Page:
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Traditional Development Fails Mobile Apps


Let us be clear, the Dr. Dobb's news stream doesn't make a habit of running too many Gartner analyst press releases; the firm's seemingly interminable ability to pump out (arguably) over-commercialized, (arguably) simplified and contrived Magic Quadrants often serves to put many readers off.

Regardless, the firm has commented on the state of mobile versus desktop software application development and said that "traditional methods" used to define and develop desktop applications will not work with mobile application development.

"Enterprise application development teams use traditional practices to define and develop desktop applications; however, most don't work with mobile app development, due to device diversity, network connectivity, and other mobile-specific considerations," said Van Baker, research vice president at Gartner. "Instead, [developer team leaders] should use functional, performance, load, and user experience testing, as well as agile development practices."

Baker said that users find it challenging to effectively describe what a mobile app needs to do. As a result, the traditional practice of having a business analyst sit down with the mobile app end users — employees for business-to-employee (B2E) apps and consumer focus groups for business-to-consumer (B2C) apps — to define requirements for a new mobile application normally fails.

"There are several reasons these efforts don't succeed for mobile applications, even though they've worked historically. Firstly, mobile apps are a new category for most users and secondly, mobile apps are constrained by the nature of the platform and the size of the screen, so porting the workflow of a mature desktop app is not viable," said Baker. "Finally, the experience associated with mobile devices is significantly different from that of desktop devices, including shorter session lengths and limited presentation, due to screen size constraints that affect how mobile apps need to function."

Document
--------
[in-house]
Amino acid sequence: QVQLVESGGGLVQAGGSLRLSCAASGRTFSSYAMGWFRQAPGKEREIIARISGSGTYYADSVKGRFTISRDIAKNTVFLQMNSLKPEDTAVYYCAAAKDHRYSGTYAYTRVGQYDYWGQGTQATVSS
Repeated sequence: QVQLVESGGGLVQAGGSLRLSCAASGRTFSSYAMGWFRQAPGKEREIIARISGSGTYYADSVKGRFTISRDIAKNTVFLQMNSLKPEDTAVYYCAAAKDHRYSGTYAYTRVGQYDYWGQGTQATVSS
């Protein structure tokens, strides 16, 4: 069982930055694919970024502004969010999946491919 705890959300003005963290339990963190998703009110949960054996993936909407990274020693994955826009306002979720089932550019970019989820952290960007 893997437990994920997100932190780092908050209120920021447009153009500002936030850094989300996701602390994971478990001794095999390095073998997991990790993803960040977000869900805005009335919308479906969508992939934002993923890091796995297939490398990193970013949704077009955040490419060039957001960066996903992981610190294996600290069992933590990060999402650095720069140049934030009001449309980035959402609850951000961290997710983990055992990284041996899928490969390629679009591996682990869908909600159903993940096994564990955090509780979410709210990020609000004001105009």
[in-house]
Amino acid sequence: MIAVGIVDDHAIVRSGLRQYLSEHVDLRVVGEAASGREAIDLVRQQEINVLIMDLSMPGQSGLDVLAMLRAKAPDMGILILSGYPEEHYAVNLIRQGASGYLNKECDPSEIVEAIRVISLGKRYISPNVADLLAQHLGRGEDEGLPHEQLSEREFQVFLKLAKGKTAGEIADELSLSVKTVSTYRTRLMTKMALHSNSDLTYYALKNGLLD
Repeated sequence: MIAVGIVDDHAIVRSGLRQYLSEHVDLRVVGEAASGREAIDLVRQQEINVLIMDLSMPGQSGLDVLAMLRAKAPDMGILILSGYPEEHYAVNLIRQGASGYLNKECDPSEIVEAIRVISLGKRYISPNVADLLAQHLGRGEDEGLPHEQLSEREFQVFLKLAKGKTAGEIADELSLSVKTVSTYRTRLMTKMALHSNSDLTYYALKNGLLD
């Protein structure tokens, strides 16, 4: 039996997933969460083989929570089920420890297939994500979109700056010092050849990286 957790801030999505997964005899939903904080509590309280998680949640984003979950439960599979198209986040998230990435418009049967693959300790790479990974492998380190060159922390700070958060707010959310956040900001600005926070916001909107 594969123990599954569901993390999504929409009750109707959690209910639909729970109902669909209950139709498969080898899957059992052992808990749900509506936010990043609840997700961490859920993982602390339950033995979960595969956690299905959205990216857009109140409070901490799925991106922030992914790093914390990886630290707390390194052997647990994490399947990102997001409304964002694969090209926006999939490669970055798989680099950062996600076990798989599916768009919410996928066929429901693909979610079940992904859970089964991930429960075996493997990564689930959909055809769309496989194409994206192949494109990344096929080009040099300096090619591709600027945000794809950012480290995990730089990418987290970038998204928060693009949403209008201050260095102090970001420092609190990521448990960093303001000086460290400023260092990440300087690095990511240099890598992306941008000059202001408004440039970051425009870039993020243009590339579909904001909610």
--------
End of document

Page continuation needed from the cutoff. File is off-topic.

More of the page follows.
Testing mobile applications also differs greatly from testing traditional desktop applications, says Gartner.

For a mobile app, each device OS can behave differently, depending on the actual device on which it is being used and the wireless network to which the device connects. Therefore, testing of mobile apps must be conducted across a combination of device types and OSs. It should employ, at a minimum, a two-tier approach of testing on device simulators and on a subset of the latest or most popular devices, because simulators don't always produce the real-world user experience of physical devices. This can be supplemented by in-the-wild user experience and device testing, which is recommended for B2C apps.

"The important thing for organizations to realize at this point in the mobile app maturity cycle is that there is still much to learn about how to design, build, and deploy great mobile apps," explained Baker.

Once the app is deployed, it is important to understand how it is actually used, because behaviors may change. This suggests that in-app instrumentation and the analytics that are associated with it are critically important, as developers can use them to learn what makes a mobile app successful or unsuccessful. In-app analytics, offered by specialist vendors (such as Flurry) or available with MADP solutions such as Appcelerator, Kony, IBM, and Pega Software, can tell developers and the business sponsors of the app what users are doing inside the applications they're using.

Mobile apps are different. They need to be frequently revised to meet end-user expectations, and this agile development process especially requires operations to be on top of infrastructure and systems to support frequent mobile app deployments and pushed updates," said Mr Baker. "The number of mobile device types further complicates mobile app development and operations efforts, because the range of device screen sizes, resolutions, hardware API access, and performance is fragmented and changes rapidly. The pace of change in the mobile market presents challenges in particular to the operations team, and this pace is unlikely to slow down."


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